Computation of 371(4): Spherical Orbits

OK many thanks! I assume that these are Eqs. (17) to (22) of Note 371(4) on three dimensional orbits. By all means change the sign and proceed as you suggest. As usual the results will be full of interest. All the latest papers of the UFT series are already very popular because of the new method of solving differential equations and simultaneous differential equations of all kinds (early morning reports on the blog).
Sent: 01/03/2017 11:38:02 GMT Standard Time
Subj: Re: 371(6): Wavefunctions from a Lagrange Method

I programmed eqs.(19-22). There is the problem that theta dot is always positive, i.e. there are no bound states (ellipses) possible. One would have to change the sign of the square root in dependence of theta. The results show an example for unbound states.
It is probably better to use the standard formulation of the problem in spherical polar coordinates and compute beta a posteriori.


Am 28.02.2017 um 14:52 schrieb EMyrone:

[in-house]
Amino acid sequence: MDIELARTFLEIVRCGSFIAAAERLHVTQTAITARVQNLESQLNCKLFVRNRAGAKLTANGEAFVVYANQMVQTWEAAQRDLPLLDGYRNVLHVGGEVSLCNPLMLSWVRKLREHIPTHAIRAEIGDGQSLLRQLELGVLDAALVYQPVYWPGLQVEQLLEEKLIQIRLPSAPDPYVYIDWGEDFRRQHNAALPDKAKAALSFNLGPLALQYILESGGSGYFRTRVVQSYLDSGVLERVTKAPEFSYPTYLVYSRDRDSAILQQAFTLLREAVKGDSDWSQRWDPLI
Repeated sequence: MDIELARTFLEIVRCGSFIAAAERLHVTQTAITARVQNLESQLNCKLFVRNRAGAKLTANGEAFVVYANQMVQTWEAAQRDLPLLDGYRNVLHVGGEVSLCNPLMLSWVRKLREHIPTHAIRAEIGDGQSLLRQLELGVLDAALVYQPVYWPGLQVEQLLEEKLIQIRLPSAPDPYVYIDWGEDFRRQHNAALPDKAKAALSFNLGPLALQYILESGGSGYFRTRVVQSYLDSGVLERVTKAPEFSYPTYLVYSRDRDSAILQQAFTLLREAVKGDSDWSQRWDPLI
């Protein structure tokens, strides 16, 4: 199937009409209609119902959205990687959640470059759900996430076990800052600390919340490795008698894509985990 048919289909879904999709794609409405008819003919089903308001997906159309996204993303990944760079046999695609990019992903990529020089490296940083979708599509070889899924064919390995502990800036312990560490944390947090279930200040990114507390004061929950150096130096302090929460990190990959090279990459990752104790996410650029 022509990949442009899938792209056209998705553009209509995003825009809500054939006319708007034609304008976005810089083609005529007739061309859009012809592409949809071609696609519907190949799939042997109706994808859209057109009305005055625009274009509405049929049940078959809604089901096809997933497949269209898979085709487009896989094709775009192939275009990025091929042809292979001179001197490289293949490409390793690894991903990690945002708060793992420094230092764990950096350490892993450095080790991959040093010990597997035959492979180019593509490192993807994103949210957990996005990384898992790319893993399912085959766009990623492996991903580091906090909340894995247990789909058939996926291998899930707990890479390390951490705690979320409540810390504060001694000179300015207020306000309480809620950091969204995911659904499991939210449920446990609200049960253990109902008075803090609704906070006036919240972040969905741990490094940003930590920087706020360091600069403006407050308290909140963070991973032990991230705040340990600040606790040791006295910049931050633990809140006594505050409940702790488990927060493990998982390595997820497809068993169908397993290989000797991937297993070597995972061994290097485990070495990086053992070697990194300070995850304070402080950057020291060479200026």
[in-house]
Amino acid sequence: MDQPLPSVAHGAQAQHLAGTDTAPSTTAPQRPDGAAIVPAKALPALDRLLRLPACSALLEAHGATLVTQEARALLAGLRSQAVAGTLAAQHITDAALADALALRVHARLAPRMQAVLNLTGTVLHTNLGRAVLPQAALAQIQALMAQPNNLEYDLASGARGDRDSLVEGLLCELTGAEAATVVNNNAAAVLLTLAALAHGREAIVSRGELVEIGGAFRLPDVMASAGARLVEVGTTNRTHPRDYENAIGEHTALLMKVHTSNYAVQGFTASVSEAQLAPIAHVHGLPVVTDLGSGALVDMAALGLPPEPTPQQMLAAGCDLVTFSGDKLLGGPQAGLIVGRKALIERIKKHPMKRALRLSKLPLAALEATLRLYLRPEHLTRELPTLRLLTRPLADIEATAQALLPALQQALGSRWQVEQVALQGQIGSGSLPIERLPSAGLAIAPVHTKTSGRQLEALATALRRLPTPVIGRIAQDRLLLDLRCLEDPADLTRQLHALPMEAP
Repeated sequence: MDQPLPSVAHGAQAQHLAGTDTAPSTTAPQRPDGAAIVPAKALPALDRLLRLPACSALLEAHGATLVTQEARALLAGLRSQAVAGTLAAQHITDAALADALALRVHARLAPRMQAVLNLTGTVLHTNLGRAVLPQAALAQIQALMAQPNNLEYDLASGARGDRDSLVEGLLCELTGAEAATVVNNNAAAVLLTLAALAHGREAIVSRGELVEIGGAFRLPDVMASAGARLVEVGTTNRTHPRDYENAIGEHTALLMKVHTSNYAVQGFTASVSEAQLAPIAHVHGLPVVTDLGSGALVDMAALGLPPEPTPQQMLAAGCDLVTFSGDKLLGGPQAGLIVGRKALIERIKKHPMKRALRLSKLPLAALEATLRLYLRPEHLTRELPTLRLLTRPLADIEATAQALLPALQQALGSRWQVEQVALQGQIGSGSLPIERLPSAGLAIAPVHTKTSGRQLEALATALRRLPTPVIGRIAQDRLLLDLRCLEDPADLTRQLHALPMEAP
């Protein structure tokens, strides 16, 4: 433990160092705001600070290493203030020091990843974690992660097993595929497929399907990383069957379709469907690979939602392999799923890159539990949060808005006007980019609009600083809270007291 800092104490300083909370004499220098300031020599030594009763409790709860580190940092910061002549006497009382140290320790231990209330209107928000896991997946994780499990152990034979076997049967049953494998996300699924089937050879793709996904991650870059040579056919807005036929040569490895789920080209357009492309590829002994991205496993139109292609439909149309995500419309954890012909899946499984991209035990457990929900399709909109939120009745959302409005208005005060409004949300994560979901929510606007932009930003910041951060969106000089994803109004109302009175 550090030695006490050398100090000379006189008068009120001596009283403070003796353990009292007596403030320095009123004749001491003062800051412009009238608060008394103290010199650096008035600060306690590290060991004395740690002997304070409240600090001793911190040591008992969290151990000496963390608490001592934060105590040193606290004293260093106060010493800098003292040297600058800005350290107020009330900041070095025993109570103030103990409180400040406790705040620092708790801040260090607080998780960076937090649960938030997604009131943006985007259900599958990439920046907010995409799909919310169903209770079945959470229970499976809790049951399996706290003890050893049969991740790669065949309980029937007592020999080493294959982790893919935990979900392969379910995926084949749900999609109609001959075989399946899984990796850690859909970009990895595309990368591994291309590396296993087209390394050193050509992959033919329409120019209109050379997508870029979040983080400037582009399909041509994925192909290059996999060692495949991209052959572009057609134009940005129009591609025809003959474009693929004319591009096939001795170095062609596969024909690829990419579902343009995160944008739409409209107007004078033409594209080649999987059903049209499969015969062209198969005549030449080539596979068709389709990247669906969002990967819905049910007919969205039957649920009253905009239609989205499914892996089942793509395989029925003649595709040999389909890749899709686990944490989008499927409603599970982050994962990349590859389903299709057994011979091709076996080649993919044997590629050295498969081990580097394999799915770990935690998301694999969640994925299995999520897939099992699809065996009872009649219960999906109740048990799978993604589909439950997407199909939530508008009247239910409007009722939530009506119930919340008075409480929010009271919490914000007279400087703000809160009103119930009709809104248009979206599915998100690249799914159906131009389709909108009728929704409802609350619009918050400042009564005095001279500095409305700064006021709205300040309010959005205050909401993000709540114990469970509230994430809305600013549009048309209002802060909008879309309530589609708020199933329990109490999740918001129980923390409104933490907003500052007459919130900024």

This note begins a new numerical development of quantum mechanics and relativistic quantum mechanics starting from the classical lagrangian, then quantizing the results. This first note is a simple idealized atom modelled by an electron orbiting a proton in a plane. It could also be applied to quantize the usual conic section orbit of a mass m orbiting a mass M in a plane. After quantization, two simultaneous equations (17) and (18) are found. These can be solved for psi(r) and psi(phi). In the Born Oppenheimer approximation the complete wavefunction is psi = psi(phi)psi(r). It may be argued that these can be found analytically with well known methods, but the advantage of this numerical method is that it can be extended to three dimensions and to a new development of relativisic quantum mechanics. It gives a new method for computational quantum chemistry in general, given the supercomputer power. The Dirac equation, for example, can be solved in a new way. The Maxima code is very powerful and contemporary desktops are also very powerful. We begin with this baseline problem so that the numerical results can be checked against known analytical results, notably the non relativistic orbitals of the lodestone of quantum mechanics, the H atom. Numerical mthods such as these can also be applied ot the ECE wave equation inferred in 2003.

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